Gustavo remained hidden, squatting behind the Air Canada counter, gripping his pistol with both hands and struggling to catch his breath. How had the Marcos Gang found him so easily? Who talked?

Could it be? 

No. Impossible. Gustavo's body temperature began to rise like a Cialis-popping retiree's manhood on shuffleboard night. Maria would never talk to the policia. She'd never rat on me.

Or would she?

The sound of the prowling Marcos Gang's heavy boots resounded throughout the terminal. The leader of the gang, Santos J. Tovar, barked orders to his men in Honduran-inflected español.

"Jaime! Ver allí para ese idiota!"

Gustavo knew his time was running out. The Marcos Gang was close, and there was no way he could match their firepower. This was going to take guts and brains. And balls. Gustavo looked around, desperately trying to formulate an escape stratagem. As the sound of one of the Marcos Gang's footsteps approached the Air Canada booth, Gustavo made his move.

Squatting, Gustavo released his pistol's safety mechanism. He pointed the gun up into the air and fired three quick shots. Immediately, the airport terminal filled with the panicked shrieks of terrified commuters. The Marcos Gang, bewildered, spun around in circles, struggling to find Gustavo among the throngs of horrified passengers running towards the door. One gang member, Jorge Martinez, was knocked to the ground and trampled by a Chinese tour group.

As the crowd fled in panic, Gustavo jumped to his feet and hit the large red "Conveyor" button behind the Air Canada counter, quickly lying upon the now-moving baggage conveyor belt. As he slid into the baggage sorting area, he could hear the fading howls of Santos Tovar in the main terminal.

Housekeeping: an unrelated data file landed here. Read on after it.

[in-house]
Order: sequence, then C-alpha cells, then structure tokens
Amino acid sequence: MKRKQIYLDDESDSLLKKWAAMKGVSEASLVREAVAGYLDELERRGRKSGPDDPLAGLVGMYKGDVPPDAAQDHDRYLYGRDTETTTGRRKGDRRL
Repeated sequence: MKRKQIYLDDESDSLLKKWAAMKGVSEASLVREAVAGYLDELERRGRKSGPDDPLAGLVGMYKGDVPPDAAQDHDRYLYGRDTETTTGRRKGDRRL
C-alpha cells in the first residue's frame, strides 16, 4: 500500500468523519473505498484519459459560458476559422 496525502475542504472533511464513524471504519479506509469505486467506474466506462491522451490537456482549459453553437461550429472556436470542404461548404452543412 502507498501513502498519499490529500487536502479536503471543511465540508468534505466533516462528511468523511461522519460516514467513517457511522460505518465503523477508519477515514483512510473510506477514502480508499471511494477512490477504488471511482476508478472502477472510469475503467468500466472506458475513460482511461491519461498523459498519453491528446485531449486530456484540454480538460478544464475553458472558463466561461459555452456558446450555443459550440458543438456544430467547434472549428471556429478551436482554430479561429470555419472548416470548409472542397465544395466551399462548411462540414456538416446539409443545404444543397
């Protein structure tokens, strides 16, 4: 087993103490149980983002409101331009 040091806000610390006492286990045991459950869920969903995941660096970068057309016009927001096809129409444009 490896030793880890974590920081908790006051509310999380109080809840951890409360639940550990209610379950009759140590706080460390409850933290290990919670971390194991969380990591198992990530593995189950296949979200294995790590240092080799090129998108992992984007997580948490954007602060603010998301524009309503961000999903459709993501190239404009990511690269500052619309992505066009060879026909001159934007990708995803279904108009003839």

Gustavo breathed a tentative sigh of relief as the conveyor belt headed towards the Air Canada baggage loading dock. Lying on his back, Gustavo closed his eyes as rage once again started to fill his slim body. Maria. How could she? How could she rat me out like this, to the Marcos Gang of all people?

They say revenge is a dish best served cold.

Well, Gustavo thought, no better place to grab a cold dish than Canada.



Marcus “Jojo” Timmins is the lead guitarist of the Denver Metro Area metal band Hidden Valley Man Ranch 2, formerly known as Hidden Valley Man Ranch. “The Ranch” is available for birthday parties, cocktail parties, bat mitzvah’s, and high school dances. 


  • 1

    Red silk uniforms! Those sound hot. How do I join the Marcos Gang and get to strut those snazy duds?

  • 2

    Yo en segundo lugar, que la emoción. El señor Pear, por encima de mí, es totalmente correcto. Uniformes de seda roja, al igual que los calzones de seda roja que me pongo cuando estoy solo (y nadie sabe!), son fáciles de encontrar aquí en Mexico.

    Mi primo es un idiota. Él se robó mi pijama rojo de seda y las usaron para hacer una diadema improvisadas. Si yo nunca verlo de nuevo, voy a golpear la mierda de él. Pero de todos modos, me gusta esta historia mucho, y yo también espero a sumarse a un lugar fresco, como la organización Marcos Gang.

    Tres estrellas! Cuatro de sexy bragas!